Republican Party include District Attorney Gary Young; Pct. 1 County Commissioner Lawrence Mallone; Pct. 1 Justice of the Peace (JP) Don Denison; Pct. 3 JP Tim Risinger; Pct. 4 JP Ken Ruthart; Pct. 5, Place 1 JP Cindy Ruthart; Pct. 1 Constable Madaline Chance; Pct. 3 Constable Larry Cope; and Pct. 5 Constable Gene Hobbs

      These are turncoats.

      Republican Party include District Attorney Gary Young; Pct. 1 County Commissioner Lawrence Mallone; Pct. 1 Justice of the Peace (JP) Don Denison; Pct. 3 JP Tim Risinger; Pct. 4 JP Ken Ruthart; Pct. 5, Place 1 JP Cindy Ruthart; Pct. 1 Constable Madaline Chance; Pct. 3 Constable Larry Cope; and Pct. 5 Constable Gene Hobbs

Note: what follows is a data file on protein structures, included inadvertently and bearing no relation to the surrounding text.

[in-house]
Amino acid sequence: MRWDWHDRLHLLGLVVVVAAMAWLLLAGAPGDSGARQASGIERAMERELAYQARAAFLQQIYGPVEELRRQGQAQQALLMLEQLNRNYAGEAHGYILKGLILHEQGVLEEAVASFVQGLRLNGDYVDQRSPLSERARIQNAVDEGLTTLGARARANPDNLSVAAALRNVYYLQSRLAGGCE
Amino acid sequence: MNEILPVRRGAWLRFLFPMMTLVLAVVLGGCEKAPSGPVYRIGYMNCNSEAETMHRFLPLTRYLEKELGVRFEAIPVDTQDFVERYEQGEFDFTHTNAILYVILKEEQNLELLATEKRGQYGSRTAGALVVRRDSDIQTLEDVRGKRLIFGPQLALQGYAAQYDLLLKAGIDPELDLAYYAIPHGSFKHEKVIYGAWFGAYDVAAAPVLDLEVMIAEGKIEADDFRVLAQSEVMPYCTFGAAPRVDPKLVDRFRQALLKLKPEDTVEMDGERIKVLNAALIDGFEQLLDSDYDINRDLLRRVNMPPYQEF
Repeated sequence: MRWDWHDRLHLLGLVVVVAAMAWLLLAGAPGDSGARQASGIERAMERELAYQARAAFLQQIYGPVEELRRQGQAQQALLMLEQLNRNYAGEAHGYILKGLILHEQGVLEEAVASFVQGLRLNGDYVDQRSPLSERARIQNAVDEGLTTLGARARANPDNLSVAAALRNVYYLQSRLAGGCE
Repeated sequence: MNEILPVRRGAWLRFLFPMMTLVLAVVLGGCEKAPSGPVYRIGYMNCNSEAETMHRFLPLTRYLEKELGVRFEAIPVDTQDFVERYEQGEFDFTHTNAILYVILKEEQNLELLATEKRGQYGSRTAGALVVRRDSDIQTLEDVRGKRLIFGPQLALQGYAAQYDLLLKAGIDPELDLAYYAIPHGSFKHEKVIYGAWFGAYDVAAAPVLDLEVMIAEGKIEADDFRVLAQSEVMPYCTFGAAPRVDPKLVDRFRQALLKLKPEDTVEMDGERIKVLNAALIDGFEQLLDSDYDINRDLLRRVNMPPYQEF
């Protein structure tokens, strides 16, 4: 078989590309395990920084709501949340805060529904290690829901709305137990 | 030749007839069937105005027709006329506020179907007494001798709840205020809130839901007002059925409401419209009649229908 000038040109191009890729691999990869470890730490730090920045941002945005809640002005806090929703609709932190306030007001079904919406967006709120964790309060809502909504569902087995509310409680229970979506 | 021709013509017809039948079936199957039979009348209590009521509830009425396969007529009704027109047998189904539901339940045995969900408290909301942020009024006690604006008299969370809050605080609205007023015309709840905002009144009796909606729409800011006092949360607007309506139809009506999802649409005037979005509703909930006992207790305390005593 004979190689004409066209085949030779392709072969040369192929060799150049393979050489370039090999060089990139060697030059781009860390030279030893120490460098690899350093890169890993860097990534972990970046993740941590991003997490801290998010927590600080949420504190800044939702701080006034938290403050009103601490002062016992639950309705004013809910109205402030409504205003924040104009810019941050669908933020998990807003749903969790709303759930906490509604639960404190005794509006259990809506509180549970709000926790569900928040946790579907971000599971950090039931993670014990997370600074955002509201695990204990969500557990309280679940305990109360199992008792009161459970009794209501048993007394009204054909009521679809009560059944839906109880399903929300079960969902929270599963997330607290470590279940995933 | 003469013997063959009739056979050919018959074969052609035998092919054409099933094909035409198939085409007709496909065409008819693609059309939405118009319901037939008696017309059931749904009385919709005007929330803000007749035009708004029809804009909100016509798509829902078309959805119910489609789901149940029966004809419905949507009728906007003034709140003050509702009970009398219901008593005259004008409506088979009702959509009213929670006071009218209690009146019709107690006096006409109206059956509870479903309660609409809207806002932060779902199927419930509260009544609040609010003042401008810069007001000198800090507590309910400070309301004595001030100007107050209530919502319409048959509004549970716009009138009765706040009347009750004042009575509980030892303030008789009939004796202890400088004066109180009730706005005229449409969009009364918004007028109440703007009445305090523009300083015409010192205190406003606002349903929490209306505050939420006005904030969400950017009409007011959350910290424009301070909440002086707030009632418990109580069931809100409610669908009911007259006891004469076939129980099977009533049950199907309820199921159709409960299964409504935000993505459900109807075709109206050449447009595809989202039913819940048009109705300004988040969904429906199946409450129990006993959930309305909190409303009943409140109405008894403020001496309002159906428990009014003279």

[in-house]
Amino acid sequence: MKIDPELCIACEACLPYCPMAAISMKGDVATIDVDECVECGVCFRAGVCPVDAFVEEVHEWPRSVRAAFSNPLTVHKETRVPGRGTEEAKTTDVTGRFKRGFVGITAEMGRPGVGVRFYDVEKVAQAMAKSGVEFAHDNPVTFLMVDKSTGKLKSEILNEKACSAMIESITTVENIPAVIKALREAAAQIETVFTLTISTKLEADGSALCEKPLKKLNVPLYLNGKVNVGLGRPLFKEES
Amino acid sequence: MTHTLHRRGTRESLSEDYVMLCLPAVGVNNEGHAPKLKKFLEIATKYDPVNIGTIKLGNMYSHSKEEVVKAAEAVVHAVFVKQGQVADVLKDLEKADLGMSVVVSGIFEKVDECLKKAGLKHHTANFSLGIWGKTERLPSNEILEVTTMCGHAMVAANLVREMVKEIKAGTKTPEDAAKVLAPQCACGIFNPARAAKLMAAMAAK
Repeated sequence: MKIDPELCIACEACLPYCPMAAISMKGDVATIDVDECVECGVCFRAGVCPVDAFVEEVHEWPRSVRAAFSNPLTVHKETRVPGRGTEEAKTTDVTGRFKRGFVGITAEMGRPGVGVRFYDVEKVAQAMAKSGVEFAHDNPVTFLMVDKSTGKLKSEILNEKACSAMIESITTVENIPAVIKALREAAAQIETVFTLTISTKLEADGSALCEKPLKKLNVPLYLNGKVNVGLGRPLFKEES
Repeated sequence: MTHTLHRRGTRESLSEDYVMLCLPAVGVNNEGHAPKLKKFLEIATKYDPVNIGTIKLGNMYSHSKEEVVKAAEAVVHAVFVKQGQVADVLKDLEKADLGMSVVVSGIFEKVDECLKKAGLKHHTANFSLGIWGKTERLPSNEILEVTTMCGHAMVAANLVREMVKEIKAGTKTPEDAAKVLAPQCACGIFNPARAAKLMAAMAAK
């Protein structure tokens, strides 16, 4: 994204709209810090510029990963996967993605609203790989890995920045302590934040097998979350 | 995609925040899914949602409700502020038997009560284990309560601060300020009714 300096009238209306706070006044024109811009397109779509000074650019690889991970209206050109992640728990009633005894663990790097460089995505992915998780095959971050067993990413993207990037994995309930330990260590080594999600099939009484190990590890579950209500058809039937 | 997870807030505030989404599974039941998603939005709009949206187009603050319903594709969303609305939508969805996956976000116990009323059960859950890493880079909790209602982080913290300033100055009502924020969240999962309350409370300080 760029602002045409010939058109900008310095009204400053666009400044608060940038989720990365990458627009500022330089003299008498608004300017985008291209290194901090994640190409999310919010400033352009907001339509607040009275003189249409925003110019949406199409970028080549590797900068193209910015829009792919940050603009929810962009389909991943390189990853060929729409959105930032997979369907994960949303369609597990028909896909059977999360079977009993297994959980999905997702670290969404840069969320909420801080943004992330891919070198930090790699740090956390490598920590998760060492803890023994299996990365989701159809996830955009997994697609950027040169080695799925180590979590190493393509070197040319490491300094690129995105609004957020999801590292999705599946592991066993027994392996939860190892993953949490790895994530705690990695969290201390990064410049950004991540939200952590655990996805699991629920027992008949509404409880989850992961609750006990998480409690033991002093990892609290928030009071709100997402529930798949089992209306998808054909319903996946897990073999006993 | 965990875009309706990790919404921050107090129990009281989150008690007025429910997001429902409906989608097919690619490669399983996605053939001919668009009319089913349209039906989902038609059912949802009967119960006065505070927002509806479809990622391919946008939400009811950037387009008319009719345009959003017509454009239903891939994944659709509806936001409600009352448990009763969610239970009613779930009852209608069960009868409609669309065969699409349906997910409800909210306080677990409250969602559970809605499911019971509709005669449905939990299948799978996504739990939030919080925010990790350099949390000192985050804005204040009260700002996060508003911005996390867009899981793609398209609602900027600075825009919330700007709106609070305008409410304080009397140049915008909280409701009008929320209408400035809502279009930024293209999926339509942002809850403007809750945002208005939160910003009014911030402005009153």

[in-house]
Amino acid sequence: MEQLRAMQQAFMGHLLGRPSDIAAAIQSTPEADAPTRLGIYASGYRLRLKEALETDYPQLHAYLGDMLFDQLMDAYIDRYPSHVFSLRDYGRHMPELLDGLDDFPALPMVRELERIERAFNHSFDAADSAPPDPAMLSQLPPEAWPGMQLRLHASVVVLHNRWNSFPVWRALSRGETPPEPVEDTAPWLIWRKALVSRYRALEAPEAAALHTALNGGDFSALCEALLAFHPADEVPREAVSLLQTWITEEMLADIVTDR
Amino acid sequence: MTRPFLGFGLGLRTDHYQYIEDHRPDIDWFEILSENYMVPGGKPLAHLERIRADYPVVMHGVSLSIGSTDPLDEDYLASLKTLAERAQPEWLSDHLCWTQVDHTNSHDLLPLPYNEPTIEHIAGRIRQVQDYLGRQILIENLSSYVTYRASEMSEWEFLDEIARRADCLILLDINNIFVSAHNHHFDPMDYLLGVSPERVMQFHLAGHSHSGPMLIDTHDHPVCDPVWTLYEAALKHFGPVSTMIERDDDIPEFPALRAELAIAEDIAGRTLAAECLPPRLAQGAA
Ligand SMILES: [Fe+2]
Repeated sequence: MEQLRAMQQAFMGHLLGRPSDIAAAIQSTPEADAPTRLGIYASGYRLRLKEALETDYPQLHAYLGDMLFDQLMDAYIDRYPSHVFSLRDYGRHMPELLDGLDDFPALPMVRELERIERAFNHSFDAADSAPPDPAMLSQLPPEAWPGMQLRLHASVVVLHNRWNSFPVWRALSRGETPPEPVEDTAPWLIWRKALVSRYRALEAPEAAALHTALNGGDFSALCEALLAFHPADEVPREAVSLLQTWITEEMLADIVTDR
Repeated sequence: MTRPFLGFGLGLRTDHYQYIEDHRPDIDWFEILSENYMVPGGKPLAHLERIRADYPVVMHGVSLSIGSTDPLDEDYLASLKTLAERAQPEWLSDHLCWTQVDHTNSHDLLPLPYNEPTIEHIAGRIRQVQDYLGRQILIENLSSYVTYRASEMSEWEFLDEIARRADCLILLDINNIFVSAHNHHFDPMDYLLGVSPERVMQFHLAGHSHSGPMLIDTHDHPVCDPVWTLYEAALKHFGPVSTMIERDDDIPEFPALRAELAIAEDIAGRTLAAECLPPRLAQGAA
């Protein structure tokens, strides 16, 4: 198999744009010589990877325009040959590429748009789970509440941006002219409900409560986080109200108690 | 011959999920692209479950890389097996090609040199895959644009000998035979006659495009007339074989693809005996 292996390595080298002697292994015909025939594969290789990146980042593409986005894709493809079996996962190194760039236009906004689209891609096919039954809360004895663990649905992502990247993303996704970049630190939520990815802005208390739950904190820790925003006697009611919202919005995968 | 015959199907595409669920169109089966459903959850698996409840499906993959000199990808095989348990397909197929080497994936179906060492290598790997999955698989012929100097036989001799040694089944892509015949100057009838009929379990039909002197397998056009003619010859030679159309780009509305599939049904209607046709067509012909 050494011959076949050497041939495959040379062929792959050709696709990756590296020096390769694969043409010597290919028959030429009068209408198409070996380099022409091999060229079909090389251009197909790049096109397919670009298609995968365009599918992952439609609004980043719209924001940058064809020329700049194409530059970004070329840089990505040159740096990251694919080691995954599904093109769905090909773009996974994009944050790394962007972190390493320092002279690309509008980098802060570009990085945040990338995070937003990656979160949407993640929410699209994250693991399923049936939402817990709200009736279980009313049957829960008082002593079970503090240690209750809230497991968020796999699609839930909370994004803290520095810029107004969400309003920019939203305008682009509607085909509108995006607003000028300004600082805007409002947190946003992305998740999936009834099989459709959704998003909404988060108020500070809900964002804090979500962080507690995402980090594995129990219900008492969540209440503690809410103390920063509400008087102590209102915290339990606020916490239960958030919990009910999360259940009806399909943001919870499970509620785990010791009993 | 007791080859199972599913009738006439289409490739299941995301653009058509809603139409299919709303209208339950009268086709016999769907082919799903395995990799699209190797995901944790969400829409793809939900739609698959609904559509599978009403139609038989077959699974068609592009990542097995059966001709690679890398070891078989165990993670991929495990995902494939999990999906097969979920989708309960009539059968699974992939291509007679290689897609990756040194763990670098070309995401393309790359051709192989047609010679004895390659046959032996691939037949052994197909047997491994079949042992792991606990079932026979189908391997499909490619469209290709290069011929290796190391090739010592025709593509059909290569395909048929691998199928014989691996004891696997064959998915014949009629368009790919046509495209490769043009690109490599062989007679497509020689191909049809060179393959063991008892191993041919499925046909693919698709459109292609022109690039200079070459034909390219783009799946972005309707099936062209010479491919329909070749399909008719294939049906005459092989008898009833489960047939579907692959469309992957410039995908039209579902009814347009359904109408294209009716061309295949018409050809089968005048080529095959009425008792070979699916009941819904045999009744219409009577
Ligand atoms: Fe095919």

These are cowards.

      Republican Party include District Attorney Gary Young; Pct. 1 County Commissioner Lawrence Mallone; Pct. 1 Justice of the Peace (JP) Don Denison; Pct. 3 JP Tim Risinger; Pct. 4 JP Ken Ruthart; Pct. 5, Place 1 JP Cindy Ruthart; Pct. 1 Constable Madaline Chance; Pct. 3 Constable Larry Cope; and Pct. 5 Constable Gene Hobbs

      These are not real representatives of Texans.

      LBJ & Lady Bird, Sully Sullenberger, Molly Ivins, Barbara Jordan, Ann Richards, Drew Brees: Texas is No Bush League! -7.50,-5.59

      by BlackSheep1 on Mon Jan 24, 2011 at 10:18:03 PM PST

      [ Parent ]